Thursday, October 23, 2008
Farmer's Pork Chops
8 medium potatoes
1/2 medium onion
Salt & pepper, to taste
White sauce (see recipe below)
1 cup all-purpose flour
2 Tbsp Lawry's Seasoned Salt
8 center-cut pork chops, about 1/2 inch thick
1/3 cup vegetable oil
Preheat oven to 350 degrees. Peel potatoes; slice 1/4 inch thick and cover with cold water. Slice onion into very thin slices. Cut slices in half. Drain potatoes; layer half the potatoes in a well-greased 15 x 10-inch casserole dish. Sprinkle with salt and pepper to taste. Scatter half of onion slices on top of potatoes. Repeat with remaining potatoes and onions. Cover potatoes with white sauce. Cover casserole dish with plastic wrap and microwave for 5 minutes on high or
bake uncovered for 15 minutes. Mix together flour and seasoned salt and dredge pork chops in flour mixture. Lightly brown chops in vegetable oil. Do not cook them completely. As chops are removed from frying pan, lay them on top of potatoes. Bake at 350 degrees for 45-60 minutes. The juices from the pork chops will drip down into the potatoes. Delicious! Serves 8
8 Tbsp (1 stick) butter
1/2 cup all-purpose flour
1 to 2 tsp salt
1/2 to 3/4 tsp pepper
4 cups milk
1/4 cup chopped fresh parsley or chives (optional)
Melt butter; remove from heat. Stir in flour; add salt and pepper. Return to heat and cook, stirring constantly, until mixture is bubbly. Add milk, 1 cup at a time. Bring to boil over medium heat, stirring frequently. Reduce heat and simmer 1 to 2 minutes, then let stand at least 1 to 2 minutes. Stir in parsley or chives, if desired.
This recipe is from Paula Deen's cookbook "The Lady & Sons".
Monday, October 20, 2008
- 1/4 cup wheat berries (whole kernels of wheat)
- 1/2 TBSP oil
- 1/3 TBSP salt
Heat a small amount of oil in a skillet. Add wheat berries and pop like popcorn, They don't expand as much as popcorn, but the will pop. Swirl around in the pan to prevent burning. Sprinkle with salt while hot.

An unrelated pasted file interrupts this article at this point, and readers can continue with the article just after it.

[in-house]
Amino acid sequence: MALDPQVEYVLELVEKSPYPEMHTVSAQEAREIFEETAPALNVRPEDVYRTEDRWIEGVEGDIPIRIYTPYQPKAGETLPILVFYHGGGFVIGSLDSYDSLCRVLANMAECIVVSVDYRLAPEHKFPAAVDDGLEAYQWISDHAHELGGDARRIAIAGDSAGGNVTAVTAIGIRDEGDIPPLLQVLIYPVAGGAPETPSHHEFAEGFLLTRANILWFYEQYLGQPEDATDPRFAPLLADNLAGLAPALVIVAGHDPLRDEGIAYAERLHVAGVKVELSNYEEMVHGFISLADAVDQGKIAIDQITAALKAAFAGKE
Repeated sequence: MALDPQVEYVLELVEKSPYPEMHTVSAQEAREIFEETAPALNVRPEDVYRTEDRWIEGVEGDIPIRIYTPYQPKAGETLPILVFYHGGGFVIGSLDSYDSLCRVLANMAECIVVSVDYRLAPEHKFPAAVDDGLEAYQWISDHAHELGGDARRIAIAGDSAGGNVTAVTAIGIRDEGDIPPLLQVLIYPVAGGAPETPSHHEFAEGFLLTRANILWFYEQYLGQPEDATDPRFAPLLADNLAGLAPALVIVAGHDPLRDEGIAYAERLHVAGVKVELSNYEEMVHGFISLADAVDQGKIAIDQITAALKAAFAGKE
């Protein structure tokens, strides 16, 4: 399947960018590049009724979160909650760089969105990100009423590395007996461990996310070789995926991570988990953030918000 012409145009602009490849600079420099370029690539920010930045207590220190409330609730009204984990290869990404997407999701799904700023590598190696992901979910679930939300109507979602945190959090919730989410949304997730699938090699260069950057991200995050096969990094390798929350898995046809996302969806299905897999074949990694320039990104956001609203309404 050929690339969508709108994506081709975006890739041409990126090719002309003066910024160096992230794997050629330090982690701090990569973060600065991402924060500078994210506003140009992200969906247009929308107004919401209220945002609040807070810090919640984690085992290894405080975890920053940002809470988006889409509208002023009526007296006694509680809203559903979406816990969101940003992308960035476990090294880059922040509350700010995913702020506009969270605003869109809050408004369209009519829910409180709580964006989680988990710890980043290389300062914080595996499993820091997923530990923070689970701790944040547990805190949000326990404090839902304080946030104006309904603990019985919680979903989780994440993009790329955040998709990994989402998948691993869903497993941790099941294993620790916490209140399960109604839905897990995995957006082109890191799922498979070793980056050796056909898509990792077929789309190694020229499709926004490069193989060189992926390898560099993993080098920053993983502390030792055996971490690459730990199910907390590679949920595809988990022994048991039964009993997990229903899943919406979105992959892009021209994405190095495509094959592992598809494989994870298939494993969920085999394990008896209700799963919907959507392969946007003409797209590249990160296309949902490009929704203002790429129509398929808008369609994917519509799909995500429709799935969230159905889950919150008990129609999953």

- 1 1/4 cups sugar
- 3/4 cups water
- 3 TBSP oil
- 3/4 tsp salt
- 5 cups rolled oats (uncooked)
In a pan combine the sugar, water, oil, and salt. Heat until sugar is dissolved, but do not boil. Pour syrup over the oats and stir until well coated. Add a little more rolled oats if the texture seems too moist. Place in pans or sheets about 1/2" deep. Bake at 425 for 20-30 minutes, stirring occasionally. Bake 15 minutes longer if you want it crunchier. Makes 5 cups. Store in an air tight container.
Cream of Bean Soup (not pictured)
- 1 1/4 cups dried pinto beans
- 2 TBSP oil
- 2 TBSP whole wheat flour
- 6 1/4 cups water
- 1/2 tsp salt
- 1/4 cup powdered milk
Sort through beans and discard rocks and any beans that are discolored or damaged. Add 3¾ cups of water to the beans and soak overnight (about 10 hours). To cook the beans, drain them, rinse them thoroughly, and cover them with water. Bring the water to a boil; then reduce heat and simmer for one or two hours or until the beans are tender. Adding one tablespoon of oil to the water will reduce foaming during cooking. Do not add salt or other ingredients until the beans have softened adequately. Drain the cooked beans. Add the flour to the oil and blend. Stir all remaining ingredients into the beans and cook on low heat until thickened. Makes 6 cups.
Danielle also added a few things to this basic soup recipe. They are: